Permaculture

Written by: Nicole Brekelmans

Edited by: Richard Perron

Permaculture is a term coined in 1978 by Bill Mollison and David Holmgren, acting as a contraction of the words permanent and agriculture (Hes & Plessis, 2015). Later, permaculture also stands for “permanent culture” as it heavily focuses on integrating society within the sustainable systems (Hes & Plessis, 2015).  Permaculture is a response to the growing agricultural industry which is using land and resources in abundances creating regional, national, and international land shortages, along with pollution issues from agricultural runoff. Permacultural practices involve using traditional and natural practices for food production in urban areas, while being cautious of its environmental impacts as well as its set of ethics and foundational principles of the natural world. These include repair and conserve, guard human rights, and implement intelligence, goodwill, and labour (Holmgren, 2018). 

 

The overall goal of a Permaculture project is to create long term sustainability through the use of multiple elements such as technologies, culture, education, spirituality, finance, community, nature stewardship, and the built environment (Hes & Plessis, 2015). Along with these functions, Permaculture also has specific design principles to be followed such as observe and interact, catch and store energy and other resources, obtain and yield, apply self-regulation, and accept feedback, use and value renewable resources, produce no waste, design from patterns to details, integrate rather than segregate, use small and slow solutions, use and value diversity, use edges and value the marginal, and creatively use and respond to change (Timber Press, 2013). 

 

Permaculture was developed first in Australia with multiple projects originating from the practice, including Perth City Farm. Perth City Farm project first started in January 1994 by Rosanne Scott, Chris Ferreira, Clayton Chipper and Neal Bodel (Perth City Farm, n.d.) . The space was previously an engineering workshop and a toxic wasteland but was soon to become a community garden and cultural hub (Perth City Farm, n.d.). The project took a decade to develop, with the most drastic change being the remediation of the wasteland. An important aspect of the project was that the majority of workers were locals and volunteers providing East Perth with community building. The old warehouse was converted into a classroom for a training course focused on permaculture (Perth City Farm, n.d.). Along with this building, a café, coffee shop, and art gallery were created, and 5000 vegetable plants composed the community garden. This project exemplifies the importance of the function stacking, providing multiple spaces and purposes in one area for the community (Perth City Farm, n.d.).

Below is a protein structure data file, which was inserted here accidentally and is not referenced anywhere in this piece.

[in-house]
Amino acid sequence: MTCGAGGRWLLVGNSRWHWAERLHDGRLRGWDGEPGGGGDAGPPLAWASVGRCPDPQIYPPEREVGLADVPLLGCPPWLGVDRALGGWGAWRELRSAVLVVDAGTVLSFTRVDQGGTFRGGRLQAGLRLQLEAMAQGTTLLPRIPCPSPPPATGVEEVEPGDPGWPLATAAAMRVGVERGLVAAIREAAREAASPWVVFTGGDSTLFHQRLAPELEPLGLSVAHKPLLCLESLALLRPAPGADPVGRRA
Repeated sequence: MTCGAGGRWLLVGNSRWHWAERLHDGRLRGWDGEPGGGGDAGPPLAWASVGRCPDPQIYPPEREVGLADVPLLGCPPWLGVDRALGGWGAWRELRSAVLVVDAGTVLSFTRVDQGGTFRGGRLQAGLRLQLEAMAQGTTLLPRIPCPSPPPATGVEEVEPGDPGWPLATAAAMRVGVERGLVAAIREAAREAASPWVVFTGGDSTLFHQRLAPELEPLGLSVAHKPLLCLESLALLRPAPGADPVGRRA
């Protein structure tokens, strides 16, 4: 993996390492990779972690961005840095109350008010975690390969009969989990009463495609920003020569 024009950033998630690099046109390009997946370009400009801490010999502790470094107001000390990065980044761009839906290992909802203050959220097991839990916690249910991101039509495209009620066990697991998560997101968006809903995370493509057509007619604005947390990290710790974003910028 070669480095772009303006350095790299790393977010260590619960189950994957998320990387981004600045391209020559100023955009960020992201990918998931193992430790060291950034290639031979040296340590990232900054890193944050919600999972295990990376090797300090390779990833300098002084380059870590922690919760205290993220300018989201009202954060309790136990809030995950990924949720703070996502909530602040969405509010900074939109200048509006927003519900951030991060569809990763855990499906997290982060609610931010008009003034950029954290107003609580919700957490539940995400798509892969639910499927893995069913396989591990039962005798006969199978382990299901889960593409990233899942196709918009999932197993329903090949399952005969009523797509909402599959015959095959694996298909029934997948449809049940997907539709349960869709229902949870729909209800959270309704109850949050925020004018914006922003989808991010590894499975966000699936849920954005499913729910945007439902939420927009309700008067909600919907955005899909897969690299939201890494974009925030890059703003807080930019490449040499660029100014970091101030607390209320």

Permaculture being developed in Australia with a tropical and subtropical climate, made this urban sustainability strategy more challenging for colder climates to adopt, such as Canadian cities. Canadian cities have developed permaculture projects from home-scales to community-scales, working with perennial food production and rain water harvesting to rooftop gardens and urban farming (Berezan, n.d.). 

 

Permaculture challenges the view of agricultural practices being separate from the urban areas, and the view that food production requires an abundance of land, tools, and supplies. Permaculture provide opportunities for food production to be incorporated into cities, providing its residents with a sense of stewardship and ownership towards their food, and increases the local market for further economic benefits (Timber Press, 2013). It also pushes the boundaries towards land-use and offers innovative ways to use less land in more dense areas, such as rooftops, or green walls. Permaculture’s end goal is to provide to provide guidelines for projects, pushing them toward long-term sustainability through community actions while being woven into cultural and natural systems of the space (Holmgren, 2018). Therefore, providing a city with more independence and empowerment from what it can produce on its own. 

References

 

Berezan. (n.d.). Permaculture Design. Retrieved May 22, 2019, from http://www.theurbanfarmer.ca/permaculture-design

 

Hes, D., & Plessis, C. D. (2015). Designing for hope: Pathways to regenerative sustainability. London: Routledge.

 

History | Perth City Farm | Home. (n.d.). Retrieved May 22, 2019, from https://www.perthcityfarm.org.au/history

 

Holmgren, D. (2018, August 30). Permaculture, Collected Writings and Julian Assange. Retrieved May 22, 2019, from https://holmgren.com.au/permaculture-collected-writings-and-julian-assange/

 

Workman Publishing. (2013). Principles of Permaculture. Retrieved May 22, 2019, from https://www.timberpress.com/blog/2013/02/12-principles-of-permaculture/

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Samantha Miller

Nicole Brekelmans

Zoe Goldman

Desiree Theriault

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